But just like in a commercial setting, you wouldn’t expect a high-class restaurant to scale up without losing the quality it offers its customers. We must acknowledge that increasing the volume of services in a charity may decrease quality, and lead to less satisfactory responses to the needs they’re addressing. If our independent bistros are driven to provide more scalable ‘fast food’, their specialist knowledge will be lost and our communities all the worse for it.

Bath City Farm – local charity embedded in the community it serves.

Crucially too, we would lose the additional value small and local charities provide in using local volunteers who, through helping to deliver services, often act as anchors within their community, providing stability and support to other groups. We’ve found small and local charities are uniquely placed to engage directly with those hardest-to-reach, because their independence, history and local connections can foster greater levels of trust than a larger, national organisation could. Local charity leaders have the autonomy to address these problems in their local communities as they see them whereas even the most dynamic of managers in national charities are constrained by pressures from the centre.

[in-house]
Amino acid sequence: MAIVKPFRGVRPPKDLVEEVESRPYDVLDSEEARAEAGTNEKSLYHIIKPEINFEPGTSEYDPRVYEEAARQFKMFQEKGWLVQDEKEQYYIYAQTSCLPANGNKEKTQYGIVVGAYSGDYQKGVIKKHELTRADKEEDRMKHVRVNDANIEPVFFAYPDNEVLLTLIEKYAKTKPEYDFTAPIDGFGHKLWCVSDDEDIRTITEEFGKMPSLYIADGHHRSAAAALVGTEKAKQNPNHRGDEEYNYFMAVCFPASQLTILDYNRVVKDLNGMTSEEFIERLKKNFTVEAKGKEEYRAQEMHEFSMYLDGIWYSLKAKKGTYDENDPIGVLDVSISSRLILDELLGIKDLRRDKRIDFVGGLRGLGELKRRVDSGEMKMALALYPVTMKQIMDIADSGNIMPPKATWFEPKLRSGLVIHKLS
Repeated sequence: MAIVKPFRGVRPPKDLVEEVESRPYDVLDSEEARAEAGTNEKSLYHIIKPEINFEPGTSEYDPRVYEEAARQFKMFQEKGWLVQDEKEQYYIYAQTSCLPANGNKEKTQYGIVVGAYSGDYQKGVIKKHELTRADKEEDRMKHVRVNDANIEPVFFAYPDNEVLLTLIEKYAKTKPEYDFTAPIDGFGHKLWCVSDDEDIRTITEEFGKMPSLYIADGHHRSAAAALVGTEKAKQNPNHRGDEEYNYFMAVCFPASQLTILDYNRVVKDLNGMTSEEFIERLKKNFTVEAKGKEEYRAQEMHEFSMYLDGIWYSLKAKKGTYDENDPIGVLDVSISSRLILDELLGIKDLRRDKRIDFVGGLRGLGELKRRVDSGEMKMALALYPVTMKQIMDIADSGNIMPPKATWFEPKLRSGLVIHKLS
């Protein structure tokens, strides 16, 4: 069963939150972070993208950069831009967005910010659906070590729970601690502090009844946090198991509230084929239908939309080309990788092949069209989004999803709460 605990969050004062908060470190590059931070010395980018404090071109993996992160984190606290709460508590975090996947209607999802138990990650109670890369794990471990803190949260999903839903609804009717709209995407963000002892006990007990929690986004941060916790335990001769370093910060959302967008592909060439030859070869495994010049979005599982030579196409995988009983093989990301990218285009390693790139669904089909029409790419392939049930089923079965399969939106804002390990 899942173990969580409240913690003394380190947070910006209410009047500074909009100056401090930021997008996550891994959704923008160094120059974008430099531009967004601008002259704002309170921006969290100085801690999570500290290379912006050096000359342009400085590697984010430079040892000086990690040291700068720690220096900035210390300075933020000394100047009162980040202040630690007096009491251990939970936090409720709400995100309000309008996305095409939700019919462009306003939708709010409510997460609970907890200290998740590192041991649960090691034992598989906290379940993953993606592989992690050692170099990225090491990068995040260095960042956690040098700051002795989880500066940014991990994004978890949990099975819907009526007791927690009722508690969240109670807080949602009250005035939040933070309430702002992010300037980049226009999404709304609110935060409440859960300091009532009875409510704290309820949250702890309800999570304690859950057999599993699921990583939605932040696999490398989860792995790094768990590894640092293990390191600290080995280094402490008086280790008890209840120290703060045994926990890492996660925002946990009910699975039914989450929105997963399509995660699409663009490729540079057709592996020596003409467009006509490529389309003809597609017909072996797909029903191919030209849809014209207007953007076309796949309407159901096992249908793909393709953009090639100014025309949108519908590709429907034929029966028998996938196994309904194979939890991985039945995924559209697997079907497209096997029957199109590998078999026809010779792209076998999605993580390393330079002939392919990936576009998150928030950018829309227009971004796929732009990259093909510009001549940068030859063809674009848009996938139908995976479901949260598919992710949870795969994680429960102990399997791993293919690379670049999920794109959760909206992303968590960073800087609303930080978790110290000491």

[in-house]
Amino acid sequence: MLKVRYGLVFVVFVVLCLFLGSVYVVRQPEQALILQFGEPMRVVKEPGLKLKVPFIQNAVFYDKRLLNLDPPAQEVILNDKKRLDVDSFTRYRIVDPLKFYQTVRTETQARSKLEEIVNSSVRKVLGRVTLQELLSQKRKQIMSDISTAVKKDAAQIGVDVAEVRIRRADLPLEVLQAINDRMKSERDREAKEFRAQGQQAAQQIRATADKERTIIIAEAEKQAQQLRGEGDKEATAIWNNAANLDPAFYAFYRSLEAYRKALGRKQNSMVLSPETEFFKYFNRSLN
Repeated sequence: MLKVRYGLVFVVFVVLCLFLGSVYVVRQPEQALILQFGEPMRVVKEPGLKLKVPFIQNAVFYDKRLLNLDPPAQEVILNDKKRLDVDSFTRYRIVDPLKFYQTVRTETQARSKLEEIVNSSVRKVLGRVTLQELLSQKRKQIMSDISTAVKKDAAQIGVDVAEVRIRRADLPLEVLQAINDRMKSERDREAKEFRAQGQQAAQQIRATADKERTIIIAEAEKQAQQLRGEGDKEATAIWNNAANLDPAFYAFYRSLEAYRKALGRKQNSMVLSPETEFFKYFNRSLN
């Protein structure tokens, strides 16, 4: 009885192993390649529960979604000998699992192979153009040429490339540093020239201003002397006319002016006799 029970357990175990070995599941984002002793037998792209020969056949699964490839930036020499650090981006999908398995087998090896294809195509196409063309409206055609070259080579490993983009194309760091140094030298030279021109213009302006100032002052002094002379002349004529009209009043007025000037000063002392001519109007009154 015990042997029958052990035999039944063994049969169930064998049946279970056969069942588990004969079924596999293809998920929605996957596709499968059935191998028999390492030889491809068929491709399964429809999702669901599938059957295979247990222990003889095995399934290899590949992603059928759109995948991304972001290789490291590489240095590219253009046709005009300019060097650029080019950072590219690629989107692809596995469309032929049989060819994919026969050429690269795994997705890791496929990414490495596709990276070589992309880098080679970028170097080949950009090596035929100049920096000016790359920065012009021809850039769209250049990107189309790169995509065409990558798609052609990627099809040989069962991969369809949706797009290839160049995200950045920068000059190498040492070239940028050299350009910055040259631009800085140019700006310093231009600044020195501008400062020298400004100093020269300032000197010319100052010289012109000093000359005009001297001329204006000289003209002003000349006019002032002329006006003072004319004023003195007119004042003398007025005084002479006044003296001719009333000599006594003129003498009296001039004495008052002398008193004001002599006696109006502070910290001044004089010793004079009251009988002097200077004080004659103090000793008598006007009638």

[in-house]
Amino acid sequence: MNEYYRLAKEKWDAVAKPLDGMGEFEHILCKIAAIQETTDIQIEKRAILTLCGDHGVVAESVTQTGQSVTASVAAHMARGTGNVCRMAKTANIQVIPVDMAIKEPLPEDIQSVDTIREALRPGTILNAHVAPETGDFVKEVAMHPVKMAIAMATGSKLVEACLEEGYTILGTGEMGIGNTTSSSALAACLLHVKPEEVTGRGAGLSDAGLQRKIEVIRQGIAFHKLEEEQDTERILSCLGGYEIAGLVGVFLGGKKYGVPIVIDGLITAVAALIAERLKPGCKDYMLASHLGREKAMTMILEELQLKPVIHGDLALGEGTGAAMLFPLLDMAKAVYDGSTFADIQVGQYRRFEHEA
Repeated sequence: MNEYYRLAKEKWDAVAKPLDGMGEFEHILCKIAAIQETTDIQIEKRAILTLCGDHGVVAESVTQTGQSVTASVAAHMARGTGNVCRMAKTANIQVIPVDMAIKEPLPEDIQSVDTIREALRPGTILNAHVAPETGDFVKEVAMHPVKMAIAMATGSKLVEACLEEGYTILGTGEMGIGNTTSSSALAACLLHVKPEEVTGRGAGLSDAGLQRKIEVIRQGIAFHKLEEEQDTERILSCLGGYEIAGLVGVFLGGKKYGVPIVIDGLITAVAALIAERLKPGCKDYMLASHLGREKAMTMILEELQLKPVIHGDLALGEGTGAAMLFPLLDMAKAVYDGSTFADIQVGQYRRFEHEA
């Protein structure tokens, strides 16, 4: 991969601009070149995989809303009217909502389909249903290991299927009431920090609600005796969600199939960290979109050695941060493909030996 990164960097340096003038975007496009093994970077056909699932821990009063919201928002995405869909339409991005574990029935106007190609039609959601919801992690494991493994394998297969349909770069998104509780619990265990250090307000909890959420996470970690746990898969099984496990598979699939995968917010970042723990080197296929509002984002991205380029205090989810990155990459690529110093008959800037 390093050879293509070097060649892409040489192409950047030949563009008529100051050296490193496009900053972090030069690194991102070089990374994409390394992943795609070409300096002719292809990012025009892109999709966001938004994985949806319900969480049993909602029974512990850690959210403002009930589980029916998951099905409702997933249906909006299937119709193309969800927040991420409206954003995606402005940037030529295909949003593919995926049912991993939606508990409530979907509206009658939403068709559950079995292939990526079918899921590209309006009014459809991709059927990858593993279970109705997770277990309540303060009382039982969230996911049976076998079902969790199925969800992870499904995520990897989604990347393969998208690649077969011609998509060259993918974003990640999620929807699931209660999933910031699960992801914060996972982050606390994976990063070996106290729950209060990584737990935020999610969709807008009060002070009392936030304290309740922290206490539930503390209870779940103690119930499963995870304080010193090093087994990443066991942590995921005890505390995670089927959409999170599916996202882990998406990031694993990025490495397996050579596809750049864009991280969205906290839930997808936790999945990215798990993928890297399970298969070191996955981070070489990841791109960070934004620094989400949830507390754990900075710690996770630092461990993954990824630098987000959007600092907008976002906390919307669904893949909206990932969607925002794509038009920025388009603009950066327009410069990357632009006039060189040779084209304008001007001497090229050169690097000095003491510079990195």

The role and rootedness of smaller charities in communities means these charities can also build and nurture social networks, creating positive relationships between people living and working around them. In doing this they have the power to boost levels of social capital building links between the people they serve, other communities and even the government to the benefit of the local area.

Some charities try to achieve the best of both worlds by operating as small charities under a bigger national umbrella. Mind and Emmaus are two who take a more federalist approach with individual groups in local communities operating as independent organisations affiliated to a national charity. At Lloyds Bank Foundation we fund some of these organisations and see their success. But as a model, it’s not right for every small charity.